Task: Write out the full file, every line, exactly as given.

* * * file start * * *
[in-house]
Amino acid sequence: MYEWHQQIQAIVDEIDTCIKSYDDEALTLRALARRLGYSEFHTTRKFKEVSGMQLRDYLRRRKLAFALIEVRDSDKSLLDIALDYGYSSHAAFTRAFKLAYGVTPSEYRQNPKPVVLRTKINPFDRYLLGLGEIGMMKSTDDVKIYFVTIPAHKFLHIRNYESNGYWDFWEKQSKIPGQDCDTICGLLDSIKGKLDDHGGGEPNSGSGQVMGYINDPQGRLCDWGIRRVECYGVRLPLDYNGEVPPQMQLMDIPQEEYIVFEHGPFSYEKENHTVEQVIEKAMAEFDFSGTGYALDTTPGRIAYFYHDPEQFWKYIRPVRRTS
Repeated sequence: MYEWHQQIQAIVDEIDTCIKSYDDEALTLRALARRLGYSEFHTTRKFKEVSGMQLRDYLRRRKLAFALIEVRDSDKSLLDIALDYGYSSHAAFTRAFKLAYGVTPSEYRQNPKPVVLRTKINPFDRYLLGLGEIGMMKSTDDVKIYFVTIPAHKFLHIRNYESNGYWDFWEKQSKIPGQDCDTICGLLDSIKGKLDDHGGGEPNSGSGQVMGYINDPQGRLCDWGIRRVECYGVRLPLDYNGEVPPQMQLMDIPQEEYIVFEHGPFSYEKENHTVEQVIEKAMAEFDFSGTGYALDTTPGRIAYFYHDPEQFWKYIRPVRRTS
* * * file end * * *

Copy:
[in-house]
Amino acid sequence: MYEWHQQIQAIVDEIDTCIKSYDDEALTLRALARRLGYSEFHTTRKFKEVSGMQLRDYLRRRKLAFALIEVRDSDKSLLDIALDYGYSSHAAFTRAFKLAYGVTPSEYRQNPKPVVLRTKINPFDRYLLGLGEIGMMKSTDDVKIYFVTIPAHKFLHIRNYESNGYWDFWEKQSKIPGQDCDTICGLLDSIKGKLDDHGGGEPNSGSGQVMGYINDPQGRLCDWGIRRVECYGVRLPLDYNGEVPPQMQLMDIPQEEYIVFEHGPFSYEKENHTVEQVIEKAMAEFDFSGTGYALDTTPGRIAYFYHDPEQFWKYIRPVRRTS
Repeated sequence: MYEWHQQIQAIVDEIDTCIKSYDDEALTLRALARRLGYSEFHTTRKFKEVSGMQLRDYLRRRKLAFALIEVRDSDKSLLDIALDYGYSSHAAFTRAFKLAYGVTPSEYRQNPKPVVLRTKINPFDRYLLGLGEIGMMKSTDDVKIYFVTIPAHKFLHIRNYESNGYWDFWEKQSKIPGQDCDTICGLLDSIKGKLDDHGGGEPNSGSGQVMGYINDPQGRLCDWGIRRVECYGVRLPLDYNGEVPPQMQLMDIPQEEYIVFEHGPFSYEKENHTVEQVIEKAMAEFDFSGTGYALDTTPGRIAYFYHDPEQFWKYIRPVRRTS